Supersedeas (Appeal) Bonds Explained
A supersedeas bond, which is often referred to as an appeal bond, is a kind of surety bond that is required in certain court cases. When an individual or an entity is appealing a judgment to a higher court, the bond ensures that the appellant will not evade financial responsibility for the initial court decision, if the appeal fails.
Surety bonds work like a contractual agreement between three parties. The principal is the entity that needs to post the bond, the appellant. The obligee in this case is the respective court. The surety is the bond provider that backs up the principal.
The appeal bond is one of the main types of court bonds. It guarantees the financial strength and trustworthiness of litigants appealing court judgments, protects courts from plaintiffs that break their financial obligations under the bond, and ensures compliance with court decisions.
Questions about Appeal Bonds
Who needs to obtain this bond?
A variety of individuals and entities might have to post a supersedeas bonds in relation with appealing a court decision to a higher authority. The appeal cannot be made before they fulfill this requirement. Both federal and state courts can require the posting of an appeal bond.
This prevents misuse of the appellate system and reduces the burden from fake or manipulative appeals. In case the appeal does not succeed, the appellant is thus guaranteed to pay the financial costs of the first court ruling.
Are there different types of supersedeas bonds?
There’s only one kind of supersedeas bond, so you don’t need to worry about choosing the right kind when obtaining it.
How much does the bonding cost?
The cost of an appeal bond is set on the basis of individual circumstances when a plaintiff brings a specific case to an appellate court.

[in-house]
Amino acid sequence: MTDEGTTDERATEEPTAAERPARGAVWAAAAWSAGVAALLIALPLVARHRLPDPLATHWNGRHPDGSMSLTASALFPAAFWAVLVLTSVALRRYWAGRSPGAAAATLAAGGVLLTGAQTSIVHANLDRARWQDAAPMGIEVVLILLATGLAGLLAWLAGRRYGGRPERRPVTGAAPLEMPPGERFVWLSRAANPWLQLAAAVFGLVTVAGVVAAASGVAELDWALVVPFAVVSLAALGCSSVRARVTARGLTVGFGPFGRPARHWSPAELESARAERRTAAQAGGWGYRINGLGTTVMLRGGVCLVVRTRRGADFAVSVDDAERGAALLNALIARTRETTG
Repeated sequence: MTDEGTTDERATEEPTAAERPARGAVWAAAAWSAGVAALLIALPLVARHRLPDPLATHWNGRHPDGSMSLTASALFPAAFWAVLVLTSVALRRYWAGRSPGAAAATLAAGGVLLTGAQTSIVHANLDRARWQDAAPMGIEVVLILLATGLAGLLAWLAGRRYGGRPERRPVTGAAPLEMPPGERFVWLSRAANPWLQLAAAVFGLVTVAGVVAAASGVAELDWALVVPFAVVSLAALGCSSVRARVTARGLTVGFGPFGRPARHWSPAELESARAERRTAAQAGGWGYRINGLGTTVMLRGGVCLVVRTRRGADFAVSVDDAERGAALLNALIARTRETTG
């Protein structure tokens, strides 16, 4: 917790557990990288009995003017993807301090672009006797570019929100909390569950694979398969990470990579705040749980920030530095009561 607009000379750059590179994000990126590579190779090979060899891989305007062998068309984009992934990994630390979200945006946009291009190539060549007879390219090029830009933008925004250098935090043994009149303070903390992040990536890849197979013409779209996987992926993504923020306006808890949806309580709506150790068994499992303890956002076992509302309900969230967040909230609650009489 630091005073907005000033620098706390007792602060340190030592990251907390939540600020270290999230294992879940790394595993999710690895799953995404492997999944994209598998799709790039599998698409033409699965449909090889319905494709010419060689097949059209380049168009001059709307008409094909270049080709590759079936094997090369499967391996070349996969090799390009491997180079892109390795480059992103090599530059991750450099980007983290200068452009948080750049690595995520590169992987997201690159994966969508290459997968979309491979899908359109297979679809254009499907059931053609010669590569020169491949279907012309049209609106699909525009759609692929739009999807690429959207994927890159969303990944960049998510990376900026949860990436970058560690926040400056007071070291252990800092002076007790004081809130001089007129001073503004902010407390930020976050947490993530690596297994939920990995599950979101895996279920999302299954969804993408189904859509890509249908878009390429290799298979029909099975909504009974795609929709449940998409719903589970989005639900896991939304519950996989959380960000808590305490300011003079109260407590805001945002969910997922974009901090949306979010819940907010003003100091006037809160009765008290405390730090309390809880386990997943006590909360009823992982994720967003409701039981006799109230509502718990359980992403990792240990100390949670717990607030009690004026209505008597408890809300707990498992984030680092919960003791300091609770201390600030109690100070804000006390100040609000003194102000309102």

Unlike the cost of other surety bonds, the supersedeas bond cost does not depend on the personal credit score of the bond applicant. Because it’s difficult to predict the decisions in court cases, appeal bonds are seen as high-risk. That’s why appellants have to pay at least 100% collateral, which is the initial judgment amount. Other costs and interest can increase this percentage as well.
The purpose of requiring a full collateral, is to discourage abuse of the appeals court system. If litigants just want to extend a judgment or avoid covering financial costs, the high price of making an appeal would persuade them against such a course of action. The collateral is also used to reimburse the court, without financial loss for the surety backing the plaintiff.
Besides the collateral, the plaintiff needs to pay a bond premium, a percentage of the surety bond amount. This amount depends on the specific court case and is usually equal to the financial costs set in the initial court judgment.
Can I get a supersedeas bond with bad credit?
Because of the particularity of supersedeas bonds, there are no special bonding markets for them. Getting an appeal bond is possible only with good finances, so there are no bad credit bonding options. In general, obtaining supersedeas bonds is more difficult and requires a higher financial responsibility on the side of the bond principal.
As supersedeas bonds are high-risk surety bonds, the minimum requirement for 100% collateral is in force. Appeal bond applicants should thus prepare to cover these costs to get bonded.
How do I get this bond?
In order to apply and buy your appeal bond, you need to do the following:
Fill them out and send them to [email protected] or fax them to (267)-362-4817.
For a detailed overview of the bonding process, make sure to review our How to Get Bonded page.
Have further questions? You can get in touch with our bonding experts by calling us at (877) 514-5146.
What happens in case of a bond claim?
A claim can be made against your supersedeas bond if you do not cover the costs on the initial court judgment, which has remained after the appeal that you brought. The collateral that you provided when getting bonded can be used to fulfill your financial responsibility to the court.
The costs on proven claims always remain the liability of the bonded party. Thus, when you obtain an appeal bond, it does not protect you, but rather guarantees you will abide by the decision of the court.
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